We heard from Chase Copridge, a gig worker for several Silicon Valley tech companies that Wall Street loves to pour cash into, but who treat their employees as expendable. He works full-time, but has zero job benefits, because the companies claim he’s an “independent contractor.” He said companies brag about flexibility, but that’s a lie. “The truth is I have almost no flexibility. I am either working, or looking for my next gig.”

We heard from Desiree Jackson, a former Wells Fargo call center worker, who talked about how the bank misclassified her to avoid paying her overtime.

We heard from Shawn Williams, in my own state of Ohio, who does backbreaking work for an employer who is using every trick in the book to fight against a union that’s already won its vote – not just one, but two votes – to organize.

He told us, “We rarely go a few weeks without an injury, largely because of the insane pace we work at. We have suggested that slowing the pace even just a little bit would improve safety and could save money, to which we were told, quote, ‘Injuries don’t cost the company much money.’”

In addition to these five workers, there were others who couldn’t join us because they were at work, trying to make a living.

But they provided us written accounts of their struggles-- Courtenay Brown, a Navy Veteran and Amazon worker who deals with a grueling schedule and invasive tracking of every minute on the job.

And Carlos Aramayo who represents workers for Wall Street-owned hotels. That hotel group got a financial bailout during the pandemic —but laid off workers anyway.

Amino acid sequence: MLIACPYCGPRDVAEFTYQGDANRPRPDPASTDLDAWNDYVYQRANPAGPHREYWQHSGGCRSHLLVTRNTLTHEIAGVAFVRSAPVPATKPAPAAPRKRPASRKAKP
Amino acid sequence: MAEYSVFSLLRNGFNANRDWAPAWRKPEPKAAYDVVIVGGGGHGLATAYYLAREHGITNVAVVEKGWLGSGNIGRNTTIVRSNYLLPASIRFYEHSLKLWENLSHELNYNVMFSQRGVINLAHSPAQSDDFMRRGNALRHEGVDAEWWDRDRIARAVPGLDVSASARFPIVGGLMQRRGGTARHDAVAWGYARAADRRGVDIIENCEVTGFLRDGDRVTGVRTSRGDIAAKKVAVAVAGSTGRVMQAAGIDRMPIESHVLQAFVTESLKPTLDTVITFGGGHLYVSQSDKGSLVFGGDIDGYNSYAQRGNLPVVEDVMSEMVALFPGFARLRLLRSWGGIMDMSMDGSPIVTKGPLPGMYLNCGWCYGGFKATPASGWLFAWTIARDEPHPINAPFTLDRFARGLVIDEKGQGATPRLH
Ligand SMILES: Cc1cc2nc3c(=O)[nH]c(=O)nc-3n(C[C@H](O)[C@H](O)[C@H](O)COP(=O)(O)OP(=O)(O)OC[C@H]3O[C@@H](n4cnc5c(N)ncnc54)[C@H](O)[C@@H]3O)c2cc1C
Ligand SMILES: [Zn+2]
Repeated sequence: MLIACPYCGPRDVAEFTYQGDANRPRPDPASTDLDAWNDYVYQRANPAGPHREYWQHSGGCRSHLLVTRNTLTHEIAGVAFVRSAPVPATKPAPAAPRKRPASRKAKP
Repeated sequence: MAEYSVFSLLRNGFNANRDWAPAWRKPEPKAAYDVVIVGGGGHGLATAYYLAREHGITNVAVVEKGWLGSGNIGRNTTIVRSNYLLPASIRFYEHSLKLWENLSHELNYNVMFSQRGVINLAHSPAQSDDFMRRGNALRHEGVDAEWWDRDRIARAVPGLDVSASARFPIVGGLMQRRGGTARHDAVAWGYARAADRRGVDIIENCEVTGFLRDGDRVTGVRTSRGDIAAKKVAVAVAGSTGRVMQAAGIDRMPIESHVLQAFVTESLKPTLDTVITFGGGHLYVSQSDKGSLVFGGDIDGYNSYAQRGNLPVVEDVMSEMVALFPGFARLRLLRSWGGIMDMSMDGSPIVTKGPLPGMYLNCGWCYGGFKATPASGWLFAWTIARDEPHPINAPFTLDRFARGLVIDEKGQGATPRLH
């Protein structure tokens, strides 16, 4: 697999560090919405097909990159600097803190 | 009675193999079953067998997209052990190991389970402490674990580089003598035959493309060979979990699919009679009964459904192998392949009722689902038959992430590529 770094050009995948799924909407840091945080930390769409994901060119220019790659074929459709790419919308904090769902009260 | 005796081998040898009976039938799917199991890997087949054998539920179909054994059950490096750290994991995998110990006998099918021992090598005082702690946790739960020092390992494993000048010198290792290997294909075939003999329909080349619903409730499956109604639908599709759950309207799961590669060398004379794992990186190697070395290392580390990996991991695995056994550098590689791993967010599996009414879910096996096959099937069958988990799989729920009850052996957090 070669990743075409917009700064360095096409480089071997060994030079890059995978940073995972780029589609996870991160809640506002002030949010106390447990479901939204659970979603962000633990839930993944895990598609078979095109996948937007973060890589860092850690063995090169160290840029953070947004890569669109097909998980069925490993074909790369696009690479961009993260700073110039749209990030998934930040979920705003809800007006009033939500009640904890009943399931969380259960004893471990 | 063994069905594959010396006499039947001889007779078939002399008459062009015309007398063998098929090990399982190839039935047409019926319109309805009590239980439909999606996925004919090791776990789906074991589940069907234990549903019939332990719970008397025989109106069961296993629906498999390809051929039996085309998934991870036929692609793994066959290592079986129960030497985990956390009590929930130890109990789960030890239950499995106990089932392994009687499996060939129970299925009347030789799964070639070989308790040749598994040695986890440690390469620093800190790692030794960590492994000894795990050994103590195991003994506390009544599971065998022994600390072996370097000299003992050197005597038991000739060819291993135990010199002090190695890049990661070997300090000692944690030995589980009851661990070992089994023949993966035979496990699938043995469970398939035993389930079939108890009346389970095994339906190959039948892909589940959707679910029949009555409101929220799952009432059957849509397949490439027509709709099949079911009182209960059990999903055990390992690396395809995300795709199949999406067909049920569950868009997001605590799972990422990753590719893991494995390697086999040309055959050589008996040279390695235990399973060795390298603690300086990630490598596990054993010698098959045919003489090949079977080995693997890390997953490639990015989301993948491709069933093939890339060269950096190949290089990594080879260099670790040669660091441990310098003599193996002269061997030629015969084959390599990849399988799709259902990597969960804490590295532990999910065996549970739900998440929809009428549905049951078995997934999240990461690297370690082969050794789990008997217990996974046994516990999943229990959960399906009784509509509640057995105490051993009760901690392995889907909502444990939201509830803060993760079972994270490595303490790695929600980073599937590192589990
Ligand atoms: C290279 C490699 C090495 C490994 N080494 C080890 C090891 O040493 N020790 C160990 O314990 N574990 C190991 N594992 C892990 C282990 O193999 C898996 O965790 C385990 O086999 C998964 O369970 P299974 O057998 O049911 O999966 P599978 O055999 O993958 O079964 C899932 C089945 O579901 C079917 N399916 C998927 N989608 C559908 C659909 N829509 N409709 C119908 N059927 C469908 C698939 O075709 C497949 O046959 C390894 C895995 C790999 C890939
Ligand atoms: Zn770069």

We can do better.

Hard work should pay off for everyone – no matter who you are, where you live, or what kind of work you do.

For too long, we’ve allowed phony populists to stoke fear and place blame, and divide us by race and religion, and region. We know why they do it – to distract from how they’ve been setting up the system and writing up all the rules to benefit the financial industry.

True populists aren’t racist. They don’t lie. True populists don’t appeal to some by pushing others down. Populism never divides. True populism unites. True populism is the common struggle of the laid-off and the low-paid; of the workers derided by their bosses as expendable; of everyone out there just trying to get by.

Part of our job on this committee is to make sure that Wall Street is serving the real economy, not the other way around. As the president said last night, Wall Street didn’t build this country. The middle class built the country. And unions built the middle class.

Wall Street has tried to convince us that when the stock market does well, the economy does well. 

But look around – visit almost any town in Ohio. Listen to the workers we heard from on Tuesday. To them – to most Americans – the idea that a stock market rally means more money in their pockets is laughable.

I think about the words of my fellow Ohioan Mr. Williams on Tuesday morning – he quoted Frederick Douglass that “Power concedes nothing without a demand. It never did and it never will.” 

Of course powerful special interests – CEOs and corporate elites and their allies that have set up a system where they get paid at everyone else’s expense – of course they want to hang onto that power. It’s time for us to stop letting them.

I look forward to hearing our witnesses talk about what that system costs all of us, and what we can do to create an economy where companies value the workers that make their businesses successful.